Today, 15 September, is Battle of Britain Day, the date on which the English commemorate the Royal Air Force’s grim and glorious stand against the Luftwaffe of Hitler’s Third Reich. It was on that day in 1940 that Fighter Command of the RAF was employed in full, without any appreciable reserves, in a day-long running fight with the more than 1,1oo fighters and bombers of Albrecht “Smiling Albert” Kesselring’s*** Luftflotte II.
The week before, believing the attacks against British fighter bases and radar stations (Operation Adlerangriff) were ineffective, Luftwaffe air operations against those targets had come to an end, and strategic bombing of British cities began. It was a monumental miscalculation by the Germans. Because British radar detection and code-breaking efforts allowed Fighter Command to mass at precisely the point where the German formations crossed the English coast, no significant degradation of RAF fighter strength was detected. Goering and his Luftflotte commanders never knew how close they’d come with Adlerangriff to breaking Fighter Command. Tragic as the switch to terror bombing was for the British population, the respite allowed Fighter Command some respite, during which it maintained, and then grew, its strength and combat capability.
Despite the massive effort by the Luftwaffe on 15 September 1940, Fighter Command held its ground. All of 11 Group (Park’s HQ in Uxbridge had none other than Winston Churchill and his wife in attendance) and 12 Group squadrons were engaged in the action. The RAF was virtually without reserve. Kesselring wished to lure RAF Fighter Command into a massive battle of annihilation. Yet, the German bombers failed to have effect. Luftwaffe losses numbered more than 60 aircraft destroyed, with about 40 damaged. Additionally, every pilot who bailed out of a German plane was lost to the Luftwaffe, while any English pilot who managed to escape his aircraft stood a good chance of being back with his squadron (if he was uninjured) the next day.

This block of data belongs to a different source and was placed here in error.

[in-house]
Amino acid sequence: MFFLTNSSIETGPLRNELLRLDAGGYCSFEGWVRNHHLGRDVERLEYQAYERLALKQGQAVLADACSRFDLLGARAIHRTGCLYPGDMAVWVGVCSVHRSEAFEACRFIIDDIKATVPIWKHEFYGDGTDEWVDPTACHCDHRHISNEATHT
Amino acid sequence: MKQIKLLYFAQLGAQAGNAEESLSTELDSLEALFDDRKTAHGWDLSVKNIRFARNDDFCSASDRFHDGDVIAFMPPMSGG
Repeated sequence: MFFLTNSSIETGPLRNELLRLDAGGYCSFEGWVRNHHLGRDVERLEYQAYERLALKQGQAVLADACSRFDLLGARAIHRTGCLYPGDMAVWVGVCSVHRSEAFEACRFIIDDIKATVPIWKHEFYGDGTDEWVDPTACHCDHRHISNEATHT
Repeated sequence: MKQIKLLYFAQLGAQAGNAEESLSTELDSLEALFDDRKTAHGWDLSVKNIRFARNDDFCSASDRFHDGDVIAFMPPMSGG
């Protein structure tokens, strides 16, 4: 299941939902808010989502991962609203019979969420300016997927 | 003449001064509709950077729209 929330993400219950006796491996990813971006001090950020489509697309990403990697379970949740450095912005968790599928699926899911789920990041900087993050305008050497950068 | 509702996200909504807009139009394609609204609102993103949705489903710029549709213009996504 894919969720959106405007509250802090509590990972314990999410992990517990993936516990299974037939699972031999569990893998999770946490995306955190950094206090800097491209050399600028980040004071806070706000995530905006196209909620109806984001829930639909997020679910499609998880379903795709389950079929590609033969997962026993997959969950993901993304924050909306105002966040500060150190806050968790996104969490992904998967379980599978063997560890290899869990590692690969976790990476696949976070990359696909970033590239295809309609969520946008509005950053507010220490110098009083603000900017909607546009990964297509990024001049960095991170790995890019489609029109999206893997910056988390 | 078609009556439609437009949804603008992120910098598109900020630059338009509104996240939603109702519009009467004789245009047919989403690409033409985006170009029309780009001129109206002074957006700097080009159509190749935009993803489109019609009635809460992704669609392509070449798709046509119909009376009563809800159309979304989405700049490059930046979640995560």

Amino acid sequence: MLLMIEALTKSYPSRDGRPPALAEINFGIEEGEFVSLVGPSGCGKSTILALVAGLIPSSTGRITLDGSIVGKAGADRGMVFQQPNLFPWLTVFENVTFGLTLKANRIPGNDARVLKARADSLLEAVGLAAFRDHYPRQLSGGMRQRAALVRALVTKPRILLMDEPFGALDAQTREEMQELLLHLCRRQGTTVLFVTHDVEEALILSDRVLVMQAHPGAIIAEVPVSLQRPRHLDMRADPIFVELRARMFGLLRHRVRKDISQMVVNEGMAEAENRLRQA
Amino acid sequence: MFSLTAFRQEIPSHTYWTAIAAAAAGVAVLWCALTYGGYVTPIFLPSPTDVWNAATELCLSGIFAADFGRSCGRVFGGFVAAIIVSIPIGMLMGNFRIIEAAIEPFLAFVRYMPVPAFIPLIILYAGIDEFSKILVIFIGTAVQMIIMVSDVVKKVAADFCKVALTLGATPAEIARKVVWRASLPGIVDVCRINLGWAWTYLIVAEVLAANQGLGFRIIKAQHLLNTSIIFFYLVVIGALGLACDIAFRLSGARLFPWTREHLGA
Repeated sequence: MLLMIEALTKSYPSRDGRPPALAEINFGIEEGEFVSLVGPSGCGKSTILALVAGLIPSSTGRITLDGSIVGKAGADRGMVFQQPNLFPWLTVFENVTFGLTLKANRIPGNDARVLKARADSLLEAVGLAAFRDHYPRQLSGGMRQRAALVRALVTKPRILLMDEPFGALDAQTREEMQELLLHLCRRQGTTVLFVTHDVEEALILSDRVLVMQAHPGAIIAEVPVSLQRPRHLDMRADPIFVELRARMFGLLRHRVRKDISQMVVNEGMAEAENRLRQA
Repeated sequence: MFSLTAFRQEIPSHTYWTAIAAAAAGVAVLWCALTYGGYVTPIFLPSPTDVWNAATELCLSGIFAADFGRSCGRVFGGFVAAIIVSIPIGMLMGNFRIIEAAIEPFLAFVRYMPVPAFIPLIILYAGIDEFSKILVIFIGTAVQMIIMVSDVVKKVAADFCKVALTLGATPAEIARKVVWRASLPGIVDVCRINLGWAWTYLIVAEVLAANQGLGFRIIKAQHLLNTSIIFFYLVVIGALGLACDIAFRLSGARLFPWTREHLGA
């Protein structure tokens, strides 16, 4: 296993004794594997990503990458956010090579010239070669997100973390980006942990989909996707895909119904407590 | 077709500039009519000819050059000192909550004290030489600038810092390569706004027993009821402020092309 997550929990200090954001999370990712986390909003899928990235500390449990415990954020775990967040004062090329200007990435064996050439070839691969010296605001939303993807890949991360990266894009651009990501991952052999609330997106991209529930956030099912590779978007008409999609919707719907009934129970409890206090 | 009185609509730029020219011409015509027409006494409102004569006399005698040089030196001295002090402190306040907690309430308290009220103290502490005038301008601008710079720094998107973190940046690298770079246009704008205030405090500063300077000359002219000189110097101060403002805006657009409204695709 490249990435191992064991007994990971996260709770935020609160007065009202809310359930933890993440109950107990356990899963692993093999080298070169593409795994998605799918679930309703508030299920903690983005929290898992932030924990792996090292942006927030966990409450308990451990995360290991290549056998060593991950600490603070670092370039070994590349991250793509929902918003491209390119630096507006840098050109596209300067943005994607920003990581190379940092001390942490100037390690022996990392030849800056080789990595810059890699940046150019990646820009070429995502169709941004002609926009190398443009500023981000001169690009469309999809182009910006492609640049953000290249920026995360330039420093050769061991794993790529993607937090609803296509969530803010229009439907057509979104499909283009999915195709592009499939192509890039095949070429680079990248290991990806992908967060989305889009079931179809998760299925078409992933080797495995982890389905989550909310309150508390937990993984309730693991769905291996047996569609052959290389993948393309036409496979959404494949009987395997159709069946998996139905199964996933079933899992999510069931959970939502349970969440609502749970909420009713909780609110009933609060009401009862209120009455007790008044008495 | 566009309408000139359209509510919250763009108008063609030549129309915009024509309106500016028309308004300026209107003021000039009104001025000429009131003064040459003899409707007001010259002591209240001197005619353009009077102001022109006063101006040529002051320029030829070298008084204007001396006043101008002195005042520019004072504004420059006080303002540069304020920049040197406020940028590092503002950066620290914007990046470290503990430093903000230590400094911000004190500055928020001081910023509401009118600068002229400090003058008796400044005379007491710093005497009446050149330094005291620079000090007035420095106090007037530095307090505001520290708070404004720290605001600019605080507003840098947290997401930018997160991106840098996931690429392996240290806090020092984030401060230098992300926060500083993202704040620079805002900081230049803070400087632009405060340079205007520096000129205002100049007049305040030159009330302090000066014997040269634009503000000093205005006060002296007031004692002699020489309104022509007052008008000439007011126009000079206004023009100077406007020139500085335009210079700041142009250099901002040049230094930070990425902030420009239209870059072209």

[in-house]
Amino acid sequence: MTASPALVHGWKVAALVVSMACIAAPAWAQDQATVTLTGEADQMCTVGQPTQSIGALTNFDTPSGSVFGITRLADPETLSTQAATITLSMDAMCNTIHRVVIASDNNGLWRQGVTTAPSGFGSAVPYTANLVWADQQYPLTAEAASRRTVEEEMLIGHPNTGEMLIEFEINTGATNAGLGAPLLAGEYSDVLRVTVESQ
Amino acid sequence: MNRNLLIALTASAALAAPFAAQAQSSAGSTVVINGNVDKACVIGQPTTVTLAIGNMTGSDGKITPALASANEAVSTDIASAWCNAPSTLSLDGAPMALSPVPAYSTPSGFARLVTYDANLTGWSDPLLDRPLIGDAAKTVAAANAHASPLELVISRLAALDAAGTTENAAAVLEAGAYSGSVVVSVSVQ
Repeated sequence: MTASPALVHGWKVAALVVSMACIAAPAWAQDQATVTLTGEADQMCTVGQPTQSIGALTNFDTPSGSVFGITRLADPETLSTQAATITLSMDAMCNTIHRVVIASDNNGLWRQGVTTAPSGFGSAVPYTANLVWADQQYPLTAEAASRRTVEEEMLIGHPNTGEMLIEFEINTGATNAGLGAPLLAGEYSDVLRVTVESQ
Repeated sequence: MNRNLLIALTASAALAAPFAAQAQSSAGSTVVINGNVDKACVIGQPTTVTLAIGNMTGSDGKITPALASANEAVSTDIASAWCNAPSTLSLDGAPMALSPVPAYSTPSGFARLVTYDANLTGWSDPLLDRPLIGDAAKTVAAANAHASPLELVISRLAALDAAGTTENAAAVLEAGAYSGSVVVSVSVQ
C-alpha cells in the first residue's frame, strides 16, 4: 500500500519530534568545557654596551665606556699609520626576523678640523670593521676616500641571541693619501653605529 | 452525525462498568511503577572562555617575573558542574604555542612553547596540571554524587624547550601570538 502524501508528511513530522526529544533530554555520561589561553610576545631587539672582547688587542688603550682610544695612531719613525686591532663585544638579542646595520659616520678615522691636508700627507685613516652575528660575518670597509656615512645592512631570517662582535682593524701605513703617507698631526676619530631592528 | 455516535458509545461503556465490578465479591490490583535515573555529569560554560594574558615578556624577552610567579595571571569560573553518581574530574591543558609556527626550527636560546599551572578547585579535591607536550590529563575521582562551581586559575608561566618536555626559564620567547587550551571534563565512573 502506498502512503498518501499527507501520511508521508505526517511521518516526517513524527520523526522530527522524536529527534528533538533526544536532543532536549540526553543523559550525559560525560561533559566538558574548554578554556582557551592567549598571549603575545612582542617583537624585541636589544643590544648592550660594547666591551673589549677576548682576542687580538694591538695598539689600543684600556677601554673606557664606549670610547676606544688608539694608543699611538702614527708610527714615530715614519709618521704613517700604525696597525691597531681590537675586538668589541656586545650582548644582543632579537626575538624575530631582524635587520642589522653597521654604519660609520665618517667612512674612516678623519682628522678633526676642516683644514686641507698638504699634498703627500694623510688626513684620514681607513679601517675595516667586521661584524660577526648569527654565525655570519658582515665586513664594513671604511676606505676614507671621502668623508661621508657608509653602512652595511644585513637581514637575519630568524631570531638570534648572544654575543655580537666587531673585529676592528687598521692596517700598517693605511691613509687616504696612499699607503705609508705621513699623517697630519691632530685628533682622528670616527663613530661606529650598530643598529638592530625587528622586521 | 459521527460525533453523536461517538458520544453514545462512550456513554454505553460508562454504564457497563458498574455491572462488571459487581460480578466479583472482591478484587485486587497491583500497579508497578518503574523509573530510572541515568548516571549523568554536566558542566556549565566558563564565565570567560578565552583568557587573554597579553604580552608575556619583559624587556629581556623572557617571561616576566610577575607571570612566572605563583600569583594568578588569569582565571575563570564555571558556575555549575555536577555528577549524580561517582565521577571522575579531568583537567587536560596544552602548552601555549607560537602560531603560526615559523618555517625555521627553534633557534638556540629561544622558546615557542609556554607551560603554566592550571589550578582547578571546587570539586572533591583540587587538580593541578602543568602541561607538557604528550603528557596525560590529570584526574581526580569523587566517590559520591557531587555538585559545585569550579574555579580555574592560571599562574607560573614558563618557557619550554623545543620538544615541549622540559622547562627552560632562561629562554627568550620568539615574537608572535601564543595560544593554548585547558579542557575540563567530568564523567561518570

Following the disappointing results of the battle on 15 September, Hitler indefinitely postponed Seelöwe, the invasion of the British Isles. In addition, daylight raids on Britain all but ceased, and the nightmare of the London Blitz began. However, a corner had been turned. England, standing and suffering alone, would survive.
The famous words of the British Prime Minister still inspire more than seven decades hence.
The gratitude of every home in our island, in our Empire, and indeed throughout the world except in the abodes of the guilty goes out to the British airmen who, undaunted by odds, unweakened by their constant challenge and mortal danger, are turning the tide of world war by their prowess and their devotion.
Never in the field of human conflict was so much owed by so many to so few.
(***In 1943-44 it was Kesselring, a former Artillery Officer, who led the determined and skilful German defense of northern Italy. How many USAF Generals could do that today?)